it’s ash wednesday
As you know, Jesus retreated into the wilderness and fasted for forty days to prepare for his ministry. It was for Him a time of contemplation, reflection, and preparation. By observing Lent, most Christians join Jesus on His retreat. Lent consists of the forty days before Easter, not counting Sundays, because they are always the joyful celebration of the Resurrection. Therefore, the first day of Lent is always a Wednesday. In ancient times, people marked times of fasting, prayer, repentance, and remorse by placing ashes on their foreheads, as in 2 Samuel 13:19, Esther 4:1-3, Job 42:6, and Jeremiah 6:26…
For me, however, Anne Lamott does a much better job:
My father’s ashes have poured through my fingers like sand. So have my friend Pammy’s. I poured their ashes off sailboats out on San Francisco Bay. I poured my father’s into the water near Angel Island, late at night, but I was very drunk. And I tossed a handful of Pammy’s into the water way out past the Golden Gate Bridge during the day, with her husband and family, when I had been sober several years. And the second time I was able to see, because it was daytime and I was sober, the deeply contradictory nature of ashes, that they are both so heavy and so light. They’re impossible to let go of entirely. They stick to things, to your fingers, your sweater. I licked my friend’s ashes off my hand, to taste them, to taste her, to taste what was left after all that was clean and alive had been consumed, burnt away. They tasted metallic, and they blew every which way. We tried to strew them off the side of a boat, romantically, with seals barking from the rocks on shore, under a true blue sky, but they would not cooperate. They rarely will. It’s frustrating if you are hoping to have a happy ending, or at least a little closure, a movie moment when you toss them into the air and they flutter and disperse. But they don’t. They cling, they haunt. They get in your hair, in your eyes, in your clothes.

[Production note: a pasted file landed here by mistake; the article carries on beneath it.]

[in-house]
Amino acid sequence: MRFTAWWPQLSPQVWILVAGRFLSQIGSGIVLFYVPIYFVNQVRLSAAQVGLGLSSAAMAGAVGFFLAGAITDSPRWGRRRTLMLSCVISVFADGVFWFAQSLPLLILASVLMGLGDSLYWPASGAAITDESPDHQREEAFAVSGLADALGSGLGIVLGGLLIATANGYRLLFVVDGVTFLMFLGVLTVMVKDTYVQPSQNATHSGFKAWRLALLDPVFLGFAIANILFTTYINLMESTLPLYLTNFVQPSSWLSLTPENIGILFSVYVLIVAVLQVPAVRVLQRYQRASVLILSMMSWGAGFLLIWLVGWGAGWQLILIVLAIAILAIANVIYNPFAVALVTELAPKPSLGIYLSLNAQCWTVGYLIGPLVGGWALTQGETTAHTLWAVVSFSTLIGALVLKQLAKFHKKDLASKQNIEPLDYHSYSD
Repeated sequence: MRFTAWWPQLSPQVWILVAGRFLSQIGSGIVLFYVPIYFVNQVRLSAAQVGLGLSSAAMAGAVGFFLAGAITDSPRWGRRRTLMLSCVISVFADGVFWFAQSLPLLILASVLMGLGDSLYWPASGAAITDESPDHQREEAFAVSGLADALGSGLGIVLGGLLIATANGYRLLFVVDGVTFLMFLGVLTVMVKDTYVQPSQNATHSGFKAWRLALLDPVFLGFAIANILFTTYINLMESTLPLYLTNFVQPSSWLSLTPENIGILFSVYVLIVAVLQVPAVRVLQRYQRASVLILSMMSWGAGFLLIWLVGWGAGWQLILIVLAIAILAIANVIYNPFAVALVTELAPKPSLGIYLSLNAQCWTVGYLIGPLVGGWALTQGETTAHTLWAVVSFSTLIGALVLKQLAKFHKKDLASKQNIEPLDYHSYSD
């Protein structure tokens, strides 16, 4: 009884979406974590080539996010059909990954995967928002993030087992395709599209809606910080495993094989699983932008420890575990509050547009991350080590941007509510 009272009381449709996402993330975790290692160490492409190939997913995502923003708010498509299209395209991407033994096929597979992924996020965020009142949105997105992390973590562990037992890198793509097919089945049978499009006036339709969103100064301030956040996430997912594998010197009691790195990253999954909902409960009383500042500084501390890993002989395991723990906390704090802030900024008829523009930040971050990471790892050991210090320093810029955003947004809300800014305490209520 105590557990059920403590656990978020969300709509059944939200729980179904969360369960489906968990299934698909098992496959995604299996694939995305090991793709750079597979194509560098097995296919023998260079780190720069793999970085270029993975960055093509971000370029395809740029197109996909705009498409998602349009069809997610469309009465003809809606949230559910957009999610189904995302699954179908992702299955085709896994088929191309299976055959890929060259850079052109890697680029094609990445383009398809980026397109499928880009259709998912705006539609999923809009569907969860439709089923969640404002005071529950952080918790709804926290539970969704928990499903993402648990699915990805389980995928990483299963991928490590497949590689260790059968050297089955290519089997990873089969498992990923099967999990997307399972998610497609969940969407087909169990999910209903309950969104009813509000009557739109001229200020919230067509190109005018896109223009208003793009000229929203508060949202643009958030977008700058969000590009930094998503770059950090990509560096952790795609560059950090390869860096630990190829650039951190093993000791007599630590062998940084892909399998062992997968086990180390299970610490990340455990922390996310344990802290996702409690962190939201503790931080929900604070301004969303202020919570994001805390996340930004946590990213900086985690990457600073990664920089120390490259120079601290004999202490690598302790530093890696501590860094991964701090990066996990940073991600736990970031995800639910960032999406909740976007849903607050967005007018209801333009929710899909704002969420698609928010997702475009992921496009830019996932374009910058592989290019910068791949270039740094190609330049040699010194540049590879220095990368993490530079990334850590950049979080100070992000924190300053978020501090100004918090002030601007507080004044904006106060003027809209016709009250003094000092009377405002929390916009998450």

I don’t know what Ash wednesday means to me yet. I remember wanting to be the person to light the palm fronds (I’ve always been a closet pyro), and I can feel the wierd almost wet feeling of the ashes being formed into a cross on my forehead all those years. But I can’t say it has ever meant anything.
Tonight, I’m going to smoke a cigar and ponder those ashes for a while.